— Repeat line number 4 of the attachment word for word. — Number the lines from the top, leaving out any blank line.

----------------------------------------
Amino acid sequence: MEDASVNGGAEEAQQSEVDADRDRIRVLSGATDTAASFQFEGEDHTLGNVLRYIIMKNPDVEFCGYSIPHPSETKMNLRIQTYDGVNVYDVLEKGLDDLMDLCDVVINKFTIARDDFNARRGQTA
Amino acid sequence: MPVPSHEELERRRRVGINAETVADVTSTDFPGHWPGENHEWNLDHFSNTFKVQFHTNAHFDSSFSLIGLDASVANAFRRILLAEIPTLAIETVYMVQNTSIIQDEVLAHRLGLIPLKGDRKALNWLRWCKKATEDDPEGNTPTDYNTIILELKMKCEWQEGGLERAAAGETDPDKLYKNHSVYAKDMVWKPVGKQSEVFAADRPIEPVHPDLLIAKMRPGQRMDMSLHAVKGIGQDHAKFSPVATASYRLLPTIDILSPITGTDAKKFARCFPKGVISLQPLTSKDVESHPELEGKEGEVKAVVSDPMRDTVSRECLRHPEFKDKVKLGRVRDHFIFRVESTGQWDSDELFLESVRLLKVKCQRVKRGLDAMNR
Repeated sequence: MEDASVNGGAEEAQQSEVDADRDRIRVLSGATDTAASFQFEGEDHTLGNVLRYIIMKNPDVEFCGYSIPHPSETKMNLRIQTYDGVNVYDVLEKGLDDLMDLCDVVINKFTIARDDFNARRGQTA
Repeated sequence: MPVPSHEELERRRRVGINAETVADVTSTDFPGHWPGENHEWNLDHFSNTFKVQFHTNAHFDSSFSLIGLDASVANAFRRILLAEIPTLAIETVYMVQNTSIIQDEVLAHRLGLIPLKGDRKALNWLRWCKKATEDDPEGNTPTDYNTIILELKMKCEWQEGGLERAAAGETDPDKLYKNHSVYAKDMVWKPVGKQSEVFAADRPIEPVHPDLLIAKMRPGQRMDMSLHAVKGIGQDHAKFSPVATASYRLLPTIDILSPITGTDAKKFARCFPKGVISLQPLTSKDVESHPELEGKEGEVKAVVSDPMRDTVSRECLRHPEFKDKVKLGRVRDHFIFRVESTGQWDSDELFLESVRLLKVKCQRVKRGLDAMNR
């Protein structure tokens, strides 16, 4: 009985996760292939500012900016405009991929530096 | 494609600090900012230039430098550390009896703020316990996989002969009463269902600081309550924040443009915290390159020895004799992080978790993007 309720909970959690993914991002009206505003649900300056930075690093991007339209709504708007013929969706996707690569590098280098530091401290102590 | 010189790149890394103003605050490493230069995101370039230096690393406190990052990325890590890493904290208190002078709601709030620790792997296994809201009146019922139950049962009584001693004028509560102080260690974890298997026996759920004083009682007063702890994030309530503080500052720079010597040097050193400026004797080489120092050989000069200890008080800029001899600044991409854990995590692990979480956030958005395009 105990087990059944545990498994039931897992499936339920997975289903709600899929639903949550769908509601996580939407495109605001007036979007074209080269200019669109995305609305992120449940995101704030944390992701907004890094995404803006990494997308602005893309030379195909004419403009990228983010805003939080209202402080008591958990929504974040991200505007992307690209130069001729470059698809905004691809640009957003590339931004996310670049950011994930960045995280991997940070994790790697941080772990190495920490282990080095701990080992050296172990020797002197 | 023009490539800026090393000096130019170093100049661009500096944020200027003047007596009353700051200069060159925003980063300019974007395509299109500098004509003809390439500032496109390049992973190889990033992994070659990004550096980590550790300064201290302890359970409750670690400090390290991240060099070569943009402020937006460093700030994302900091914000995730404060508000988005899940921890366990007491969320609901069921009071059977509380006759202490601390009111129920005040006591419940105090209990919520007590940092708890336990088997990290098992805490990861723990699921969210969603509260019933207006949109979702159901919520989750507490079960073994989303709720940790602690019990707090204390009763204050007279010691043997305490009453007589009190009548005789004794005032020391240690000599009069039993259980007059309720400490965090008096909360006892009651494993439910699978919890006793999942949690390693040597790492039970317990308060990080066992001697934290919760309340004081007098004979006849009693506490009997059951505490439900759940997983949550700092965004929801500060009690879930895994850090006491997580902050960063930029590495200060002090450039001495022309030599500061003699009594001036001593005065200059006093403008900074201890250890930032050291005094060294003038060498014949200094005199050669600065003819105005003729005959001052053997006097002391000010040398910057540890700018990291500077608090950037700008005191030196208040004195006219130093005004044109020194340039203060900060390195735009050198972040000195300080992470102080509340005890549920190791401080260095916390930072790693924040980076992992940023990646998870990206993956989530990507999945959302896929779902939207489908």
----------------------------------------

Repeated sequence: MPVPSHEELERRRRVGINAETVADVTSTDFPGHWPGENHEWNLDHFSNTFKVQFHTNAHFDSSFSLIGLDASVANAFRRILLAEIPTLAIETVYMVQNTSIIQDEVLAHRLGLIPLKGDRKALNWLRWCKKATEDDPEGNTPTDYNTIILELKMKCEWQEGGLERAAAGETDPDKLYKNHSVYAKDMVWKPVGKQSEVFAADRPIEPVHPDLLIAKMRPGQRMDMSLHAVKGIGQDHAKFSPVATASYRLLPTIDILSPITGTDAKKFARCFPKGVISLQPLTSKDVESHPELEGKEGEVKAVVSDPMRDTVSRECLRHPEFKDKVKLGRVRDHFIFRVESTGQWDSDELFLESVRLLKVKCQRVKRGLDAMNR